Getting to know the Browser.
Studio One was one of the first DAWs to attempt to make the act of browsing for files a feature rather than a chore. The Browser’s presence and impact has swelled to take in all sorts of file‑based functions and probably has a raft of features that you weren’t even aware of.
Along with your audio files, samples, MIDI clips and loops, the Browser contains all your software instruments and effects plug‑ins, anything you’ve sent or received from the Cloud, and an integrated shop where you can buy more PreSonus plug‑ins, sounds and gear. While everything that gets used in your song or project appears under the Pool tab.
Did you know that your Function keys are mapped to different tabs in the Browser? I bet you thought it was just F5 that opened and closed the Browser, which it does, but F6 will open it on the Instruments tab, F7 on the Effects tab, F8 for Loops, F9 for files, and F10 for Pool. And you can use the Function keys to swap between tabs while the Browser is open.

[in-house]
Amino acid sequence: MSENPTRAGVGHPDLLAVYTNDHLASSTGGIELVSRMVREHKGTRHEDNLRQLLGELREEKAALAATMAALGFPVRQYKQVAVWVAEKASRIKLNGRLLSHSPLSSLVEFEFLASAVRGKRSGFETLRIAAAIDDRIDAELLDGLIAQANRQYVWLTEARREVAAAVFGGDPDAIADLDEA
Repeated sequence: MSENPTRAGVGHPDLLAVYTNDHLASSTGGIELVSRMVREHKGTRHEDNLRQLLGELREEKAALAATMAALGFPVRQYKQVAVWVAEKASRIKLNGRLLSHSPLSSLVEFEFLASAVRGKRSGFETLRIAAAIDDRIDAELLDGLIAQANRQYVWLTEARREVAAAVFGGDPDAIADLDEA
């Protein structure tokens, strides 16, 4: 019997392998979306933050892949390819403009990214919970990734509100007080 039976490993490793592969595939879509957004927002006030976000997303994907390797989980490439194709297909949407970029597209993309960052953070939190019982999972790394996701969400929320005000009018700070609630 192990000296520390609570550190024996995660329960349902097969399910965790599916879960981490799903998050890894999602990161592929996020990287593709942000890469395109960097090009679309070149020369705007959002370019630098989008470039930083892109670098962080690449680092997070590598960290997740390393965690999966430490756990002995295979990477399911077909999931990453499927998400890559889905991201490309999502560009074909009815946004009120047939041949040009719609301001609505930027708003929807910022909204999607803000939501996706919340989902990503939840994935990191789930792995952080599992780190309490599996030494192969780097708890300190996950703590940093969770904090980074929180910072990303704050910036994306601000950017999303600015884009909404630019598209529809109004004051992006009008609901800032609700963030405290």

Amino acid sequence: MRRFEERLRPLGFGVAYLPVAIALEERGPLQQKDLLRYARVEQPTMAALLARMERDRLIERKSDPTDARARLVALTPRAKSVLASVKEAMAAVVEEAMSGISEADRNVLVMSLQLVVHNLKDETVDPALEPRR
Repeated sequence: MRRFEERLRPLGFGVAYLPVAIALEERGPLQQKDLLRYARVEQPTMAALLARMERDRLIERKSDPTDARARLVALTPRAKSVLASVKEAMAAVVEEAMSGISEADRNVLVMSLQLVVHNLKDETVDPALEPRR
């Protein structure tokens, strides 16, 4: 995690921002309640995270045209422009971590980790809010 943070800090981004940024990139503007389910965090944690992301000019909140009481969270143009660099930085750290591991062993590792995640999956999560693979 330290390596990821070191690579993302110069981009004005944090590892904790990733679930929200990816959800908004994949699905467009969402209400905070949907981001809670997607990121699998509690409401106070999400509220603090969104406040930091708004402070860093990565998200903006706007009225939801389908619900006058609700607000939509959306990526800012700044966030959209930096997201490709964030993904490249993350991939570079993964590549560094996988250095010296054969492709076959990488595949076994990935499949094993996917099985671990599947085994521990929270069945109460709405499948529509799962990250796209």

Then, with any of the content in the Browser, you can drag and drop it wherever you want to use it, assuming it’s a suitable place. So you can drag effects onto audio or instrument tracks; you can drag them onto mixer channels and effects buses. If a bus doesn’t exist, it will create one for you. It’s the same with dragging instruments into empty space in the arrangement window; it will create a track for that instrument. Audio and MIDI clips can be dragged directly onto the timeline and they can be dragged back into the Browser in the same way. The Browser can function as a very natural part of your workflow.
The tabs for Instruments and Effects work in the same way, but one contains your software synths and...